Geez---I thought I'd never find anything that I knew something about on
this hyer board and then Swampus provides a straight line. Must be my lucky day. :lol:

Actually the Carp is a member of the same family of fishes as the minnows, the Cyprinidae. So Carp, goldfish or Koi they're all minnows when you get all the shucks off. :wink:

As for 'perch & bass' I'll assume you are speaking 'Southernese' and referring to sunfish and Largemouth, Smallmouth & Kentucky Spotted Bass. If so then yes they all belong to the Centrarchidae, or sunfish, family. The only true bass (Moronidae) native to freshwater in North America are the White & Yellow Bass. Stripers are an introduced saltwater specie and the 'Hybrid' is just that a hybrid of the freshwater White bass and the saltwater Striped bass. (Waiting on Jack to work his magic with the Latin name of the bass family)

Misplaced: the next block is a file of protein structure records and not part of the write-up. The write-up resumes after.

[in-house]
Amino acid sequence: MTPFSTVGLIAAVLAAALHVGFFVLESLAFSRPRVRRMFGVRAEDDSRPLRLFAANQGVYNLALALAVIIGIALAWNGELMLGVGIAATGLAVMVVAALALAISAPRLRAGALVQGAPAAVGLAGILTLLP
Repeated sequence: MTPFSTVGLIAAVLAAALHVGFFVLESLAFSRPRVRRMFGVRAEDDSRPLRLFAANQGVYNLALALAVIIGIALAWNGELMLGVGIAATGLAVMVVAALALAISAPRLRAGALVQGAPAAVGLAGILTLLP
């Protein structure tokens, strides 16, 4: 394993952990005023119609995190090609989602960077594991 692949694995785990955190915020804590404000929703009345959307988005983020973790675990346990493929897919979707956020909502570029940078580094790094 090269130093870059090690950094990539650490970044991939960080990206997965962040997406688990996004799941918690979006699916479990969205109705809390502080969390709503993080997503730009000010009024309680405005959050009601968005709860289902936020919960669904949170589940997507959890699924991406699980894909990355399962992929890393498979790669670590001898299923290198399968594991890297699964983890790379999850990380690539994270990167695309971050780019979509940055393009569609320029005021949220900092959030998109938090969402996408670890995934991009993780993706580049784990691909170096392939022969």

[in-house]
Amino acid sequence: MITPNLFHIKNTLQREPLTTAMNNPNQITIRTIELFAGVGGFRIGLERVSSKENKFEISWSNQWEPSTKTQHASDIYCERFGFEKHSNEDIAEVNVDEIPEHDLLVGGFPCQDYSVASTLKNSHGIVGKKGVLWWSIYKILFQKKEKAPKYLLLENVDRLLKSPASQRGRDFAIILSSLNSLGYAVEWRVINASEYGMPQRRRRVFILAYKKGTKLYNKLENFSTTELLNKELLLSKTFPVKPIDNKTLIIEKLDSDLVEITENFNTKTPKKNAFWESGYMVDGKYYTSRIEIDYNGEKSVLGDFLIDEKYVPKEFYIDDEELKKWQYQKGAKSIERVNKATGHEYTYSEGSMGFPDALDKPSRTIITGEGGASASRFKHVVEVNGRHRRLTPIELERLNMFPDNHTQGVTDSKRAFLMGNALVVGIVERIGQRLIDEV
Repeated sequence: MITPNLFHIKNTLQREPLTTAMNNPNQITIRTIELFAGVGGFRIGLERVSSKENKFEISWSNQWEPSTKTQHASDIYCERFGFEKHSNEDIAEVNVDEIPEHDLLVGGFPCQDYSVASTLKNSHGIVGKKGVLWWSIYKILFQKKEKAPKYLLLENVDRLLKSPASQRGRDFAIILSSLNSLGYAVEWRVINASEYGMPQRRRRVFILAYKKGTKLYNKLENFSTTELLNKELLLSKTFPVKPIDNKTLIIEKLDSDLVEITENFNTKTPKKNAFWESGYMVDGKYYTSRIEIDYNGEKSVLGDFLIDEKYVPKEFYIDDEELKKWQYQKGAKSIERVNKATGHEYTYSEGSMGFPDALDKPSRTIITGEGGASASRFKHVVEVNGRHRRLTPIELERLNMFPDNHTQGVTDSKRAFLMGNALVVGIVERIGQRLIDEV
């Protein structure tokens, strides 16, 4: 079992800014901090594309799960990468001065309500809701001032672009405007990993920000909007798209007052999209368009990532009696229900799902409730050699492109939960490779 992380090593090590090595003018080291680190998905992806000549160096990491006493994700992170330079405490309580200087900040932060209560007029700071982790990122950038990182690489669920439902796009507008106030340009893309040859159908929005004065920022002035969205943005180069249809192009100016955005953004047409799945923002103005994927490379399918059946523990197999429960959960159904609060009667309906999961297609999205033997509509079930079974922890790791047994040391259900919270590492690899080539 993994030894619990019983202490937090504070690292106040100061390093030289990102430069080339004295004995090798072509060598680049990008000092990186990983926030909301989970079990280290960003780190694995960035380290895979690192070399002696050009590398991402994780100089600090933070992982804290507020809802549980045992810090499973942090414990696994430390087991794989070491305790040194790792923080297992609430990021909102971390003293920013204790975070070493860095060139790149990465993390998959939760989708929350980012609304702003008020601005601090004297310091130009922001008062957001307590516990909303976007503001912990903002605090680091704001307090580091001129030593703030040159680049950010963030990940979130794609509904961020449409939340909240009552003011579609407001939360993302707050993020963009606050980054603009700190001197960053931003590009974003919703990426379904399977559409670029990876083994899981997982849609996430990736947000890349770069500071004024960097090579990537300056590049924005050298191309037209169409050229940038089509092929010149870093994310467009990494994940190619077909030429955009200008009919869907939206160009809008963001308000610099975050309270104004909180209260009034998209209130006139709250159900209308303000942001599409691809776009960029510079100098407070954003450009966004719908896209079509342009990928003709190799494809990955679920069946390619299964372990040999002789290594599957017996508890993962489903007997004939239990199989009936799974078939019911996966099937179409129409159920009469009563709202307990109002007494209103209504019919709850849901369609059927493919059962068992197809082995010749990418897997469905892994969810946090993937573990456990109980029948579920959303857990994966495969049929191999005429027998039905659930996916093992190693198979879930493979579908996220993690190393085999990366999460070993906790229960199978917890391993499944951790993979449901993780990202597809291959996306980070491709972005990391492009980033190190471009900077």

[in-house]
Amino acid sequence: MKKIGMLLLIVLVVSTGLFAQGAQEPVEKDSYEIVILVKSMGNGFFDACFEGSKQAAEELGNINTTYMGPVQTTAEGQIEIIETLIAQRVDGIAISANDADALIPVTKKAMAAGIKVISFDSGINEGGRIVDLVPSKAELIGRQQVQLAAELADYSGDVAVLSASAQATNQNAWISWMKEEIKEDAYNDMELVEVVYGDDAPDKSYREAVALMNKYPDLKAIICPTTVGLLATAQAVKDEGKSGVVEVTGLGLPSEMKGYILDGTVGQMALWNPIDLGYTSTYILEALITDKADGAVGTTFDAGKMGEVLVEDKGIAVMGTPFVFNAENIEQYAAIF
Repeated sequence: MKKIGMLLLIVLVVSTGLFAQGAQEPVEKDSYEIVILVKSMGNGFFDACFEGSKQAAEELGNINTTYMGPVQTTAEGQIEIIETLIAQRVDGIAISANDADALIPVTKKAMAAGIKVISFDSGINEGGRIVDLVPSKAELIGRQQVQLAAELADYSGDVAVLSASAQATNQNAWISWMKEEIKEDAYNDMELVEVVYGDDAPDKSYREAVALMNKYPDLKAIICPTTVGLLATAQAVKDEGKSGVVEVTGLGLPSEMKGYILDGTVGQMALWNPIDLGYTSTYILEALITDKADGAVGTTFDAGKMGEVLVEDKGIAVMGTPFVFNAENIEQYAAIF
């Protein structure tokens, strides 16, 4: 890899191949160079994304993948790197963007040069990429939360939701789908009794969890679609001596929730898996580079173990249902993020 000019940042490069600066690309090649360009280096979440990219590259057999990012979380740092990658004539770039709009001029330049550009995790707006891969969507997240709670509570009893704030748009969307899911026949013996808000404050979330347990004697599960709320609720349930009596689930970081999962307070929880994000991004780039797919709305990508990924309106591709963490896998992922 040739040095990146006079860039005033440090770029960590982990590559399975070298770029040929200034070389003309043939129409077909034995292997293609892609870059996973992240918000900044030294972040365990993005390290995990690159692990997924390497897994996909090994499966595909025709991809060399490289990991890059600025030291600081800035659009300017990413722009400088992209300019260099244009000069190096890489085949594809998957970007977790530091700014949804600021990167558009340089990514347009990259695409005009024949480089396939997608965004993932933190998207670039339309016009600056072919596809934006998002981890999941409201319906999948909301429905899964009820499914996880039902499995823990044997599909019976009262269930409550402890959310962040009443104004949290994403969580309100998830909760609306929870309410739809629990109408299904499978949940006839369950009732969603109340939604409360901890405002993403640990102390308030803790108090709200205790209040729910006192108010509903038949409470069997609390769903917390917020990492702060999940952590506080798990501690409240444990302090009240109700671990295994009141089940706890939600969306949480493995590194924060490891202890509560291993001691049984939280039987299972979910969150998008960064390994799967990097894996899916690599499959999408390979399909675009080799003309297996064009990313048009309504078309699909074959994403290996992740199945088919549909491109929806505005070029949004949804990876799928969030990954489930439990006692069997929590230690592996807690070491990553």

The 'Hybrid' is a mule and cannot reproduce while the Striper reproduces minimally if at all and not at all in most areas in which it has been introduced into freshwater.

So Swampus you just ask away when it comes to little fishes. I'm also an expert on not catching them if you need any help in that area. :cry: Tom
 

Kahuna

Well-Known Member
Aug 27, 2003
608
0
64
DEEP SOUTHERN ILLINOIS
Carp Killers.....

You know...I must have missed this when it was first posted, how sad..... killing just for the fun of killing..what a shame.. what a waste. :cry: That goes against all written and unwritten rules of being an ethical sportsman...
:evil: I've taught my son different...Kahuna
despotic931 said: